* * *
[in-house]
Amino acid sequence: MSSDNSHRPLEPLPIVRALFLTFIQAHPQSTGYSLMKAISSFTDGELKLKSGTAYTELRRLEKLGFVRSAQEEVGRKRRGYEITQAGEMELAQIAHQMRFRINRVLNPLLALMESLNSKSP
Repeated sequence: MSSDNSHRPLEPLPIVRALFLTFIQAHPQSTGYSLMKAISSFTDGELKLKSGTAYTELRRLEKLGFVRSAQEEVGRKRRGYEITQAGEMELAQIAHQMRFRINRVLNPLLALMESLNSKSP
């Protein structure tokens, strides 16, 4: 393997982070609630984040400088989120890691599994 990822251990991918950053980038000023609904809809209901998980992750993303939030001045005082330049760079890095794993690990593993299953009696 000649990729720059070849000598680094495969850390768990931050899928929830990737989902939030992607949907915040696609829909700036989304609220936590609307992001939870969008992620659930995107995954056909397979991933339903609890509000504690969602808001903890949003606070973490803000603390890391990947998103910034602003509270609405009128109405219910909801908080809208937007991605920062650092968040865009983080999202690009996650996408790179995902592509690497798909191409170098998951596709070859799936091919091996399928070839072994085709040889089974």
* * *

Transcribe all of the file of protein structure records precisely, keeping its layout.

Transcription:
[in-house]
Amino acid sequence: MSSDNSHRPLEPLPIVRALFLTFIQAHPQSTGYSLMKAISSFTDGELKLKSGTAYTELRRLEKLGFVRSAQEEVGRKRRGYEITQAGEMELAQIAHQMRFRINRVLNPLLALMESLNSKSP
Repeated sequence: MSSDNSHRPLEPLPIVRALFLTFIQAHPQSTGYSLMKAISSFTDGELKLKSGTAYTELRRLEKLGFVRSAQEEVGRKRRGYEITQAGEMELAQIAHQMRFRINRVLNPLLALMESLNSKSP
């Protein structure tokens, strides 16, 4: 393997982070609630984040400088989120890691599994 990822251990991918950053980038000023609904809809209901998980992750993303939030001045005082330049760079890095794993690990593993299953009696 000649990729720059070849000598680094495969850390768990931050899928929830990737989902939030992607949907915040696609829909700036989304609220936590609307992001939870969008992620659930995107995954056909397979991933339903609890509000504690969602808001903890949003606070973490803000603390890391990947998103910034602003509270609405009128109405219910909801908080809208937007991605920062650092968040865009983080999202690009996650996408790179995902592509690497798909191409170098998951596709070859799936091919091996399928070839072994085709040889089974």